The Quest of a Queer Filipina to Broaden Sexual Wellness Education
Photo Credit via AndreaBarrica.com
Andrea Barrica is one of the most trailblazing Filipinas today. But looking at her upbringing, one would never expect her to become a pioneer in sex tech. Get to know Barrica and her impressive journey to educate others on topics many consider taboo.
Just a few decades ago, the term “sexual wellness” inspired confused stares and hushed voices. However, that’s far from the state today. This sector is slowly getting the attention it deserves and is predicted to be worth over $122 billion in just four years.
Considering its impact, sexual wellness is definitely not a topic worth bypassing. With 13 percent of investors agreeing that opportunities in sexual wellness and sex tech are immensely huge, navigating this industry is encouraged.
And at the forefront of the marriage of Silicon Valley and the evolving narrative on sex is Andrea Barrica, founder of startup O.School, which secured funding from tech companies such as NerdWallet, Oculus, and even Google Maps.
Getting to Know the Woman Leading the Revolution
Growing up in a traditional Filipino household, her future seemed to involved kids, marriage, and maybe a nursing career. When she was 20, a friend introduced her to software startup, inDinero, and this marked the beginning of something new.
Barrica is not a stranger to Silicon Valley. Her years at the traditionally male-dominated Silicon Valley enabled her to develop an understanding of how to achieve success. But despite having a glowing career in the industry, she felt as if her personal life needed help, particularly when it comes to sex.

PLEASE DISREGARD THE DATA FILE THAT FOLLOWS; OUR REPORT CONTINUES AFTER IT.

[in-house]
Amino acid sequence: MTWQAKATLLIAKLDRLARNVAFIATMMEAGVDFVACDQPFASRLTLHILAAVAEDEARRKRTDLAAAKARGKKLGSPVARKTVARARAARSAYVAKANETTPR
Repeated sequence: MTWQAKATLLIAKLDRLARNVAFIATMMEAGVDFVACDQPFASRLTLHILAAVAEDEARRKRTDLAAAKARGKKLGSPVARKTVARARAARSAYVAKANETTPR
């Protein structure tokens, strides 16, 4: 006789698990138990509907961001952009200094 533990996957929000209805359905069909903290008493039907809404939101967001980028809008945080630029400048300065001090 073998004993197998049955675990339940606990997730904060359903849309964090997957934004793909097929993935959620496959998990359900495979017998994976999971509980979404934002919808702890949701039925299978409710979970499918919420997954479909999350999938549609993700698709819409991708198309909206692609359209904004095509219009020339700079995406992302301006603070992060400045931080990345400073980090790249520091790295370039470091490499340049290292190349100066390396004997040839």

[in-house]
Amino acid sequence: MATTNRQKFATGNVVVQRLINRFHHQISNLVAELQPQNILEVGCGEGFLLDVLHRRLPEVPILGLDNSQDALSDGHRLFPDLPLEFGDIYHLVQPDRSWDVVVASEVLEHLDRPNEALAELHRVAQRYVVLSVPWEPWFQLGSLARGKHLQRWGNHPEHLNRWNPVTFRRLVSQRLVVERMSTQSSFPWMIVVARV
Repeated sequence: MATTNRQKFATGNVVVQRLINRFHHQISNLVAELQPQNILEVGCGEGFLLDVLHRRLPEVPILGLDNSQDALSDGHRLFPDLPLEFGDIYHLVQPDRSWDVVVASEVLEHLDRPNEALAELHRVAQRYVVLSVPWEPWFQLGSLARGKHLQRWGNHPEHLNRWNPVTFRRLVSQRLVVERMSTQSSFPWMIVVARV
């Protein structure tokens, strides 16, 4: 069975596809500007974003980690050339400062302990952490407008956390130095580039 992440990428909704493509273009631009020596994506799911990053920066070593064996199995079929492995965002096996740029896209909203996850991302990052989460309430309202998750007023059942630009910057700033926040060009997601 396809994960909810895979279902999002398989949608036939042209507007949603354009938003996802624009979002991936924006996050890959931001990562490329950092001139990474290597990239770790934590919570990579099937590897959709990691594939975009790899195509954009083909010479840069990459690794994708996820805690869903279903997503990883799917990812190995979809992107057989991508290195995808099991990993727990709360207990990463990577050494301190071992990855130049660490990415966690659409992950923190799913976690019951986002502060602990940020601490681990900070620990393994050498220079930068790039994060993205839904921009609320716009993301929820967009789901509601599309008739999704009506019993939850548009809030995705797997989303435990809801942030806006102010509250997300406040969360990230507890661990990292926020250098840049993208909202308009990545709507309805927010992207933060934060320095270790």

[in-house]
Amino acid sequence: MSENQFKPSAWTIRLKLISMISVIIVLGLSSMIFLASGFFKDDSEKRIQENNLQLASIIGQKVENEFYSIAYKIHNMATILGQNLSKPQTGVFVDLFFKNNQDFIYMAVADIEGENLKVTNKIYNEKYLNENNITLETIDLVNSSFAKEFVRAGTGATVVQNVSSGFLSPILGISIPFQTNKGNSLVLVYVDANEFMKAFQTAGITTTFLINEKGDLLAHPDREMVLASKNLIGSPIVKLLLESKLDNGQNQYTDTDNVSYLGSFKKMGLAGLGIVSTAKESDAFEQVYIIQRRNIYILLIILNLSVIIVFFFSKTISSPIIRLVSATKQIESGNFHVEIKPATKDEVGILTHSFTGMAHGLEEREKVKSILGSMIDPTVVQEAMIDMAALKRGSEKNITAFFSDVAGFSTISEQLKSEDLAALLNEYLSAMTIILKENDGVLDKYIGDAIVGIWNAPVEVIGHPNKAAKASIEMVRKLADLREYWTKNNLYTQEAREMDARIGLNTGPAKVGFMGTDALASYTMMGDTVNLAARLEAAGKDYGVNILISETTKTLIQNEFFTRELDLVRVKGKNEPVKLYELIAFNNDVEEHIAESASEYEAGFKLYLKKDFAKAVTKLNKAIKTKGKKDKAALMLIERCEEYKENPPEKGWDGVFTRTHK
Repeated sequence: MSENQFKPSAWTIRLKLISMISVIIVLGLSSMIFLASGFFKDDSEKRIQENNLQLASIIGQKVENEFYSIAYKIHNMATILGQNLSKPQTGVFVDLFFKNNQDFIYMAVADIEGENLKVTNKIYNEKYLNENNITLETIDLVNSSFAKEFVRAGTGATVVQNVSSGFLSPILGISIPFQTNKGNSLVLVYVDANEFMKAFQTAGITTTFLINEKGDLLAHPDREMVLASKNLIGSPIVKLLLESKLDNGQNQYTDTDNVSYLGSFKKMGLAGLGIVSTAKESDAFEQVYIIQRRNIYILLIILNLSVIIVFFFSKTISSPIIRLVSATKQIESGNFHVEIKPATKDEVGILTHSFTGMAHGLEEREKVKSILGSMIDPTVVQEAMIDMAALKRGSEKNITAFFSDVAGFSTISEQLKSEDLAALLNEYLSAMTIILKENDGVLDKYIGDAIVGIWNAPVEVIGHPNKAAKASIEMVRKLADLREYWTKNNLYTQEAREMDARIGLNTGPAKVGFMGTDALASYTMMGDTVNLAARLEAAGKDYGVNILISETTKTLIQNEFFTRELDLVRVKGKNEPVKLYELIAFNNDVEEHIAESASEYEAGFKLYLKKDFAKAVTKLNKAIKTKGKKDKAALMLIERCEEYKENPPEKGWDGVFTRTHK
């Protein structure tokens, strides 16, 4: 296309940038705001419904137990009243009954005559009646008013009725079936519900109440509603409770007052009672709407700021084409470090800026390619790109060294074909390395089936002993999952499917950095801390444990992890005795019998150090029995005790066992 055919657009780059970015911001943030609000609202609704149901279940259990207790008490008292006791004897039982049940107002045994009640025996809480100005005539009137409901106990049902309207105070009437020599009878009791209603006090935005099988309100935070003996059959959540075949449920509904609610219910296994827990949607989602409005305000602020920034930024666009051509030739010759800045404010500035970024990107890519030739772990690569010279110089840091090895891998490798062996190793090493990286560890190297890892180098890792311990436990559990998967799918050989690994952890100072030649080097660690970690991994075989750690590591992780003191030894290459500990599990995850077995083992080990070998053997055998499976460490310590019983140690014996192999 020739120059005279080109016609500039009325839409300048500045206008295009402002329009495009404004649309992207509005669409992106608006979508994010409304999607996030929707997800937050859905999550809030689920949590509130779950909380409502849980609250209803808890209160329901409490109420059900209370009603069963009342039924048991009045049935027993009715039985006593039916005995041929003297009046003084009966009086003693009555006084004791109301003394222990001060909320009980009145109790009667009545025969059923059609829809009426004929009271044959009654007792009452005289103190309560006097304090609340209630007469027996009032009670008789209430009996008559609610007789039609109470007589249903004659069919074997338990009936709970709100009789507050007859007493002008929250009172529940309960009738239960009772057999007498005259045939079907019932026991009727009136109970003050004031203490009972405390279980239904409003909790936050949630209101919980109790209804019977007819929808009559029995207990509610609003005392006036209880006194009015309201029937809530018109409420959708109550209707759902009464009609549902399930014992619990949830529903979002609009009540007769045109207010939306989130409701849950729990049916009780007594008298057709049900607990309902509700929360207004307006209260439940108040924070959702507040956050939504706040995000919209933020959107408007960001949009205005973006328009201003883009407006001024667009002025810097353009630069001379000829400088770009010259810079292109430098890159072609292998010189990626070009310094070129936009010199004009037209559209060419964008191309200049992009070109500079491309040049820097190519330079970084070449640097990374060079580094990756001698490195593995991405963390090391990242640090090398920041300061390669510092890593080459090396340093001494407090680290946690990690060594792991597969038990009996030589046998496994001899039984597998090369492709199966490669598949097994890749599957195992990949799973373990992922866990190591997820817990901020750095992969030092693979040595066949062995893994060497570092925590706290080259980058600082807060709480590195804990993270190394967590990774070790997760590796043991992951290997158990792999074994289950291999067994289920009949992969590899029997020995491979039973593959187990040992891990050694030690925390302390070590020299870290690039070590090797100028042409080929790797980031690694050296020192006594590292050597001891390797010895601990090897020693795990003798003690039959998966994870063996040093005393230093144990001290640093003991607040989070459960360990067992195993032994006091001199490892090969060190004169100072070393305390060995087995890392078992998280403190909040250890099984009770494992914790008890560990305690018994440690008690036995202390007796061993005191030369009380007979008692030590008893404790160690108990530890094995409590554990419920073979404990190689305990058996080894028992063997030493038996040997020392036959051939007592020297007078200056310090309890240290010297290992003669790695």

In a candid tell-all article from Kubo, Barraca shared how problematic her upbringing was when it came to sexual education. Of course, this narrative is not new especially to Asian kids who grew up thinking sex was a taboo topic and should be avoided at all costs until one gets married.
From being forced to wear a shirt over her swimsuit to cover her breasts at 8th grade, believing she would go to hell for masturbating, and realizing she was in love with her middle school friend at 27 years old, her life has been a roller coaster, to say the least.
After she founded the sexual wellness company, O.School, she still had some unfinished business she had to take care of, and it involved educating her parents about important lessons on sex she missed out on. Her father, who she later found out was sexually abused when he was younger, went on to build her a giant clitoris to help educate other people about their bodies.
Upon first glance on O.School’s website, visitors are confounded with statements they would usually need to open an Incognito window to know more about.
“Ask me about sexting.”
“Ask me about big clit energy.”
“Ask me about vibrators.”
For others, these types of question may garner giggles, but make no mistake. The impact of an industry like this on young girls is absolutely mind-blowing. Think of O.School like the long-lost daughter of Porn and Planned Parenthood. It provides a much-needed troll-free sex education platform that can change the way people talk about trauma, sex, orgasms, and even consent.
A queer woman herself, Barrica promises to provide information for the LGBTQ+ community, and people of color for a legitimate intersectional experience. The interactive platform allows its members to engage with other learners and educators in a way unlike any other.
Providing both clinical advice and tackling sexual topics from a unique standpoint, Barrica is slowly becoming everyone’s favorite teacher. One of the most interesting approaches of her company is focusing on trauma and shame as a key component of sexual education. She teaches people that unlearning all their shame-based and negative beliefs about sex are possible, and this will help them know their bodies better.
Barrica understands one thing people should have understood ages ago – refusing to talk about sex will only make it more dangerous. As she’s pursuing to bridge that gap, she’s helping more people think outside an abstinence-centered sex education, and live life without fear and shame.